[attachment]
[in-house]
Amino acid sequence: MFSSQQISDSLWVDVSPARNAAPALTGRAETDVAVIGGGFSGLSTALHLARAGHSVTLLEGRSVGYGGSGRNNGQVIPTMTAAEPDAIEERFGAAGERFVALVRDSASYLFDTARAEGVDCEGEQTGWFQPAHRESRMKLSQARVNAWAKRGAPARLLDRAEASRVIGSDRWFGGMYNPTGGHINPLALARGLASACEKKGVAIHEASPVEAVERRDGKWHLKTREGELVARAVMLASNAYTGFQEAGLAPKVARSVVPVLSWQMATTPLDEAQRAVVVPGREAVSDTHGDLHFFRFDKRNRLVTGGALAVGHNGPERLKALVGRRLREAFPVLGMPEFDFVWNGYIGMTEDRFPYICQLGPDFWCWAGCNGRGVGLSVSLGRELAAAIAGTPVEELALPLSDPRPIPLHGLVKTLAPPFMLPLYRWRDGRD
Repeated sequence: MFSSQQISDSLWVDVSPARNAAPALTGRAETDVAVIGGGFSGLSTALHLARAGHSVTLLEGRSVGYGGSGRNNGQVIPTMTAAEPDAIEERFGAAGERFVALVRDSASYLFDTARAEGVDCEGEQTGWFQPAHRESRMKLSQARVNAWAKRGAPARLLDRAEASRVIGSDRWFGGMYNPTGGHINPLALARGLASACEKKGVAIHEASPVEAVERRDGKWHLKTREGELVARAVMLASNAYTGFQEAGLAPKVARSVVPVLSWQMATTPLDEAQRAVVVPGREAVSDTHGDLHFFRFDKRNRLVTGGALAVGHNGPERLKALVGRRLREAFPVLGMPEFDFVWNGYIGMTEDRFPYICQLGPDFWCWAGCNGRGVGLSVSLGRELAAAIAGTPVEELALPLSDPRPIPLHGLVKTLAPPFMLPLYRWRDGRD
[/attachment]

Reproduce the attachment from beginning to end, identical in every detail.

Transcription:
[in-house]
Amino acid sequence: MFSSQQISDSLWVDVSPARNAAPALTGRAETDVAVIGGGFSGLSTALHLARAGHSVTLLEGRSVGYGGSGRNNGQVIPTMTAAEPDAIEERFGAAGERFVALVRDSASYLFDTARAEGVDCEGEQTGWFQPAHRESRMKLSQARVNAWAKRGAPARLLDRAEASRVIGSDRWFGGMYNPTGGHINPLALARGLASACEKKGVAIHEASPVEAVERRDGKWHLKTREGELVARAVMLASNAYTGFQEAGLAPKVARSVVPVLSWQMATTPLDEAQRAVVVPGREAVSDTHGDLHFFRFDKRNRLVTGGALAVGHNGPERLKALVGRRLREAFPVLGMPEFDFVWNGYIGMTEDRFPYICQLGPDFWCWAGCNGRGVGLSVSLGRELAAAIAGTPVEELALPLSDPRPIPLHGLVKTLAPPFMLPLYRWRDGRD
Repeated sequence: MFSSQQISDSLWVDVSPARNAAPALTGRAETDVAVIGGGFSGLSTALHLARAGHSVTLLEGRSVGYGGSGRNNGQVIPTMTAAEPDAIEERFGAAGERFVALVRDSASYLFDTARAEGVDCEGEQTGWFQPAHRESRMKLSQARVNAWAKRGAPARLLDRAEASRVIGSDRWFGGMYNPTGGHINPLALARGLASACEKKGVAIHEASPVEAVERRDGKWHLKTREGELVARAVMLASNAYTGFQEAGLAPKVARSVVPVLSWQMATTPLDEAQRAVVVPGREAVSDTHGDLHFFRFDKRNRLVTGGALAVGHNGPERLKALVGRRLREAFPVLGMPEFDFVWNGYIGMTEDRFPYICQLGPDFWCWAGCNGRGVGLSVSLGRELAAAIAGTPVEELALPLSDPRPIPLHGLVKTLAPPFMLPLYRWRDGRD